Background: Chemical fertilizers used for field crops have three main macronutrients components: nitrogen, phosphorus and potassium. They are the limiting factor to plant growth. Effluents from treated wastewater have appropriate concentration levels of those macronutrients to support crop production.
Aim: The main purposes of this pilot case field study were: (i) to recover the valuable nutrients from sewage using a recirculating vertical flow constructed wetland planted on top with soybean (Glycine max, L.); (ii) to determine the potential of growing renewable feedstock commodities irrigated with treated effluent as a phytoremediation mechanism to clean wastewater onsite.
Method: Grab samples of effluents from both septic tank and the constructed wetland were analyzed for water quality variables.
Result: Mean treatment efficiencies (removal) were high for biochemical oxygen demand (98%), ammoniumnitrogen (97%), total suspended solids (96%), total Kjeldahl nitrogen (95%), fecal coliforms (93%), total nitrogen (85%), and total phosphorus (77%), while it was relatively low for potassium (43%). Supplementary irrigation or commercial fertilizers were not added during the growing season. The mean yield ± standard deviation (seed mean weight ± standard deviation) for fresh dried weight of soybeans crop was equivalent to 2,625 ± 1,653 kg/ha (0.21 ± 0.05 g/bean).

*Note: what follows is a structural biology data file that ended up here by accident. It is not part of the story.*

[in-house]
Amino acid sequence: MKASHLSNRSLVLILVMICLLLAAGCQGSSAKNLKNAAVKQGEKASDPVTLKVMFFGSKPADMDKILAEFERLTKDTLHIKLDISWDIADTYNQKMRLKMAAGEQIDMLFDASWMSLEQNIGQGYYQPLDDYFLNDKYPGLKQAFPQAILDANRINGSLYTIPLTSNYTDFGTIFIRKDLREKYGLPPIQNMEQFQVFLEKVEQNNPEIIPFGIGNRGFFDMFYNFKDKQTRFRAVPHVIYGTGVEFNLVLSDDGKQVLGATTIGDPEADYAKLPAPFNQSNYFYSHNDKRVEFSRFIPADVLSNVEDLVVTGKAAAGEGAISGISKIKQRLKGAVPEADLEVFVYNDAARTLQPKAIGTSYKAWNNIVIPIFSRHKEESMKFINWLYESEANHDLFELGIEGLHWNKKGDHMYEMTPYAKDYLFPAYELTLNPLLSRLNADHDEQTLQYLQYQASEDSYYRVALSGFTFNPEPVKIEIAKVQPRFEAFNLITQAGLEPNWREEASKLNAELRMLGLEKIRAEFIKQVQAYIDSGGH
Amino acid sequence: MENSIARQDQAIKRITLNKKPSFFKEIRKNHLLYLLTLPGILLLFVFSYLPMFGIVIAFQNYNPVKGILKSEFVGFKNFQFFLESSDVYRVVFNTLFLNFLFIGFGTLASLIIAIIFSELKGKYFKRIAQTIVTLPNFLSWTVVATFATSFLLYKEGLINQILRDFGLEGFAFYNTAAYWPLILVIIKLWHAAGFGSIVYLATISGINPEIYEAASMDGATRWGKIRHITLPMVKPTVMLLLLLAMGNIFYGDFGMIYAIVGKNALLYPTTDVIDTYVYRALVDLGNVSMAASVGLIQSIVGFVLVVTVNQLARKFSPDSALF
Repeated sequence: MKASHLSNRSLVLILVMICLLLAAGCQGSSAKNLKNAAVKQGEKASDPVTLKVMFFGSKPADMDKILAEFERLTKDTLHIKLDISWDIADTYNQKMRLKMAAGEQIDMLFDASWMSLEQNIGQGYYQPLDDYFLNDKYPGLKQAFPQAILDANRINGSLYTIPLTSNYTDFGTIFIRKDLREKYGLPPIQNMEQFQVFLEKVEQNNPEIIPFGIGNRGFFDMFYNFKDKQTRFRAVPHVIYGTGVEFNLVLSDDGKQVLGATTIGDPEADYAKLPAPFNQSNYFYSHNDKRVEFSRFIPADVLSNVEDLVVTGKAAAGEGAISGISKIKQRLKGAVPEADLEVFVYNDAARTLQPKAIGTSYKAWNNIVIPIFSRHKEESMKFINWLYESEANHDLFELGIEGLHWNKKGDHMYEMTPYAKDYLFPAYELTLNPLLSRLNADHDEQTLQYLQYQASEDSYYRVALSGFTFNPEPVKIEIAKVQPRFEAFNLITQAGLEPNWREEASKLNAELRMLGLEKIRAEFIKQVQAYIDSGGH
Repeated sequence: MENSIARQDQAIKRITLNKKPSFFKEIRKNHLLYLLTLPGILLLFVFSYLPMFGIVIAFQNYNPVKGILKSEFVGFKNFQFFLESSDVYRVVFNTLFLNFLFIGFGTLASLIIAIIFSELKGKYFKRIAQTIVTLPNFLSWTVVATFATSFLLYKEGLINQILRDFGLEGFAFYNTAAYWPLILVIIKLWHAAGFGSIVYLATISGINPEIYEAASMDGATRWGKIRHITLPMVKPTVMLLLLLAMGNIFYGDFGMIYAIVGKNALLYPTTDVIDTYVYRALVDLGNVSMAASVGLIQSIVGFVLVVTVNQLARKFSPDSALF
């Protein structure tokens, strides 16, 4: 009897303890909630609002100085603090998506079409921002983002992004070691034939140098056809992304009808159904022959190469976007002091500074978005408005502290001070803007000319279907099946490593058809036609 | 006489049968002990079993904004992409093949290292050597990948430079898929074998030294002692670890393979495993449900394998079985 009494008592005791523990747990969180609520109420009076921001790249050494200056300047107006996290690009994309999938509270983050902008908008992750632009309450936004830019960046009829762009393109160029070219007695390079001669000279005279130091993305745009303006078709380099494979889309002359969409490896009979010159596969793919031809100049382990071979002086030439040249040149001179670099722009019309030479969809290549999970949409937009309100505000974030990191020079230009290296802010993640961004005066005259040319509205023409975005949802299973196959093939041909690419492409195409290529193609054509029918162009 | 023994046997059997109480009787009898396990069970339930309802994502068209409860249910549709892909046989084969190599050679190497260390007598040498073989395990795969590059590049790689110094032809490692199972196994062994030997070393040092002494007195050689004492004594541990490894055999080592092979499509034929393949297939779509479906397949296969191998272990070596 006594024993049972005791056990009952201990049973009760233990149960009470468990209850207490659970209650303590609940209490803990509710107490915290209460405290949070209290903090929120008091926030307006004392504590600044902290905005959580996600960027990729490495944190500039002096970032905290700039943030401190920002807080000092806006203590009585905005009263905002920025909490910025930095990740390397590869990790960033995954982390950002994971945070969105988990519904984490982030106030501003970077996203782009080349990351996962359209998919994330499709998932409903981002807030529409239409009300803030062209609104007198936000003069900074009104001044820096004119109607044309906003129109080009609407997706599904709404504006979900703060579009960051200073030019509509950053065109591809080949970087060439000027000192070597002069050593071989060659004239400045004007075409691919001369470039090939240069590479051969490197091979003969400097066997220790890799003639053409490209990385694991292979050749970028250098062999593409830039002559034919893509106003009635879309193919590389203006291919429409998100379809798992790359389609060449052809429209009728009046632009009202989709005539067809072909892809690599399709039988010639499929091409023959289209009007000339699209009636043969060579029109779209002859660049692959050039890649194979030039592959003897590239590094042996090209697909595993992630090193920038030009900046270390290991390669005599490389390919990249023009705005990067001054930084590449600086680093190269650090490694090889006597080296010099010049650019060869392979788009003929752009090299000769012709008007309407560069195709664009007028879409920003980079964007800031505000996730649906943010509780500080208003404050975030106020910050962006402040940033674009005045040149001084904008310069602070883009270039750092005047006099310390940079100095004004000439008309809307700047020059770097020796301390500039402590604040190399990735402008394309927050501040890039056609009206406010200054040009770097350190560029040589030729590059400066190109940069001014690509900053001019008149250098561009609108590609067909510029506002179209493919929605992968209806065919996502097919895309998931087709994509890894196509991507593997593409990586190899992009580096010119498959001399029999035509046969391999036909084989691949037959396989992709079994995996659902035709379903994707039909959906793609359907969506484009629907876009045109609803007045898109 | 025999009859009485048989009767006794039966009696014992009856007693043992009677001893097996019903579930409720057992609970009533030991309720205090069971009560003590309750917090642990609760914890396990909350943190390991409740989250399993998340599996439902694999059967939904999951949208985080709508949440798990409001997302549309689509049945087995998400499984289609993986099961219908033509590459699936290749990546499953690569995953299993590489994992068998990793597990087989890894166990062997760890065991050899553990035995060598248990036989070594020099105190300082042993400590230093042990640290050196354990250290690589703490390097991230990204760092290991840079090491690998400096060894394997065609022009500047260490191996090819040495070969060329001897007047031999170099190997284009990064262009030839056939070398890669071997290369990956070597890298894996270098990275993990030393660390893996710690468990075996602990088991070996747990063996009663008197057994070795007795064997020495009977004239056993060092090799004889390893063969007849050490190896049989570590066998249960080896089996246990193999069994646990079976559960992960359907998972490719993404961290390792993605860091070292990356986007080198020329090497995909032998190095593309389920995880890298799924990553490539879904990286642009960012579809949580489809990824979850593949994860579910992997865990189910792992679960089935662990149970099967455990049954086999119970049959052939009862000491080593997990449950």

Conclusion: These results show that soybean growing on top of a recirculating vertical flow constructed wetland could be a sustainable alternative technology and a green mechanism to remove pollutants (nutrients) from sewage. Also, nutrients recovery through direct reuse of treated sewage effluents as source of fertilizers and water to grow first-generation biofuels commodities such as soybean is feasible.